Foxhunting ruling: Both sides claim victory

TUESDAY 3PM: Both sides of the divisive foxhunting issue have claimed a court ruling on the sport as a victory.

Five years after the controversial Hunting Act was passed, a ruling by the High Court last week said searching for foxes with hounds was legal as long as they were not chased.

It added that the prosecution had to prove an accused was not covered by an exempt act under the law but that the huntsman would also have to prove what he was doing.

Today Rad Thomas, spokesman for the Quorn Hunt, one of three hunts to meet in Melton, welcomed the ruling.

He said: "I think it shows how unworkable the bill is, how badly thought out it was and how unnecessary it was. I think it has taken us one step closer to repealing the act and there is a good chance it will be on its way out soon, as it should be."

But anti-hunting groups have also welcomed the ruling saying it will open the doors to more prosecution.

Douglas Batchelor, chief executive for the League Against Cruel Sports, said: "We are delighted the judgment has focused on the need for better enforcement of the act and has set out clear guidelines for police forces to do this.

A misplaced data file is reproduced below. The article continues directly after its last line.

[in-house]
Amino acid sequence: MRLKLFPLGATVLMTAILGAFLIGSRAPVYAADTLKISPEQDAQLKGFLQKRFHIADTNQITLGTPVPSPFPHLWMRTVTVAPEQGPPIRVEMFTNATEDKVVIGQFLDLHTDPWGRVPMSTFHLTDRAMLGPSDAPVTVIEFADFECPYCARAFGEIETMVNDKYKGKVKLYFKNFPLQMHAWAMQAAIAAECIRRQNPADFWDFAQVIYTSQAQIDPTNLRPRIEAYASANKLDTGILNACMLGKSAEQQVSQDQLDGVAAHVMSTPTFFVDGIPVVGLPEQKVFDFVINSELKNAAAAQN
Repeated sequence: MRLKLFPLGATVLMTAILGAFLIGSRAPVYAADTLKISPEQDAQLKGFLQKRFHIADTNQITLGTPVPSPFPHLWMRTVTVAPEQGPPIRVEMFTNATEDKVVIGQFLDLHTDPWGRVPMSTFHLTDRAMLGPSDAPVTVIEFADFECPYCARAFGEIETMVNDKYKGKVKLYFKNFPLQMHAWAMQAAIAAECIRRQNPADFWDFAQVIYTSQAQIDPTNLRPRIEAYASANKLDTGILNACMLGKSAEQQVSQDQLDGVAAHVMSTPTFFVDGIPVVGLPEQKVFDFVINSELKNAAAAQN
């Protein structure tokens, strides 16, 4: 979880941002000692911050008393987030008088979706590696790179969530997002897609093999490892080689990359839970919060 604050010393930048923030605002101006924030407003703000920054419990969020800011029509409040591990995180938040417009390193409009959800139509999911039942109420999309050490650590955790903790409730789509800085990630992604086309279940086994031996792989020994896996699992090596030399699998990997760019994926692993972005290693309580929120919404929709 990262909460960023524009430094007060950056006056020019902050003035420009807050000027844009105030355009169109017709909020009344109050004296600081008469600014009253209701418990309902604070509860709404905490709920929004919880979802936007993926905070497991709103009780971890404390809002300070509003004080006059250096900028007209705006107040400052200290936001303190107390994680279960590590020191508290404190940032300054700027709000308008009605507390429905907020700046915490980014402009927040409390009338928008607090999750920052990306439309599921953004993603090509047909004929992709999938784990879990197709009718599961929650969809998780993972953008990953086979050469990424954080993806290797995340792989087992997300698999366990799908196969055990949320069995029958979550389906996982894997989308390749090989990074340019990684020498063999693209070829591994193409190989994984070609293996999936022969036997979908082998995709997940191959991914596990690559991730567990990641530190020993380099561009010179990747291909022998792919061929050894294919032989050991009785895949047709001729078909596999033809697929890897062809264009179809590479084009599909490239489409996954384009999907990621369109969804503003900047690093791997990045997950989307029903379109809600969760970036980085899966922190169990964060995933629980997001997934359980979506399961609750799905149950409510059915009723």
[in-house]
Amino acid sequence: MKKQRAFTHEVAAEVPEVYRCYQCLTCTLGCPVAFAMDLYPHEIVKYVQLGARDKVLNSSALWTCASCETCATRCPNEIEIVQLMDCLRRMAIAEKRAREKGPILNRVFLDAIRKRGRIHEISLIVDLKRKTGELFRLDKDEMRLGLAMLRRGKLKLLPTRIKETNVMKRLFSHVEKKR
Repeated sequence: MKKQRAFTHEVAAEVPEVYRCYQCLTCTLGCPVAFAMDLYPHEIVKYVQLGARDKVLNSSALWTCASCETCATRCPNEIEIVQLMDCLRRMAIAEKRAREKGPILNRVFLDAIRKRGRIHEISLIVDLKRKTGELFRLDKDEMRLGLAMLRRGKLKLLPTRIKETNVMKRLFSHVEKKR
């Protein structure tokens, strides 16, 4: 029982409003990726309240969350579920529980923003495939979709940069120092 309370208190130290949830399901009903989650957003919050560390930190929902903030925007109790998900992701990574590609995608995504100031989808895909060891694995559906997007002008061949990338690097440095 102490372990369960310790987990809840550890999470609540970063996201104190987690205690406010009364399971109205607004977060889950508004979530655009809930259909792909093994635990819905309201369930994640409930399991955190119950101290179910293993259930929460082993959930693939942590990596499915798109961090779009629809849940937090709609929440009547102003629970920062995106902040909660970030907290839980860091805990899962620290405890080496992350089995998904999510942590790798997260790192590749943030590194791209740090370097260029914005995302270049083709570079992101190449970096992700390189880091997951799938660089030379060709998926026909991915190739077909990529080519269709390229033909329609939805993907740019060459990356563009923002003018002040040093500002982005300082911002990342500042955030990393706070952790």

"There is absolutely no suggestion the law is unenforceable, in fact quite the opposite. We have said from the offset the act is clear but unfortunately the pro-hunting lobby has been unable to accept this and has continually criticised the legislation because it goes against their desire to kill for fun."

Under the Hunting Act 2004 it is illegal to chase a wild mammal with hounds except to flush them out for falconry or, when using up to two dogs, to shoot them.

The Crown Prosecution Service asked the Queen's Bench Division of the High Court to clarify the law after the first prosecution under the act dragged on for four years and resulting in an acquittal.

The ruling, by Sir Anthony May, said the burden of proof that hunters were not acting within the law, lay with prosecutors but he added that the accused had to declare their defence relied on an exempt activity.

Whatever the result of the argument, hunting in the Melton area continues to thrive.

Mr Thomas said: "The act has made life extremely difficult but people who want to come are just as loyal as they ever were and very supportive. We will continue to hunt within the law, but the sooner the act is abolished the better."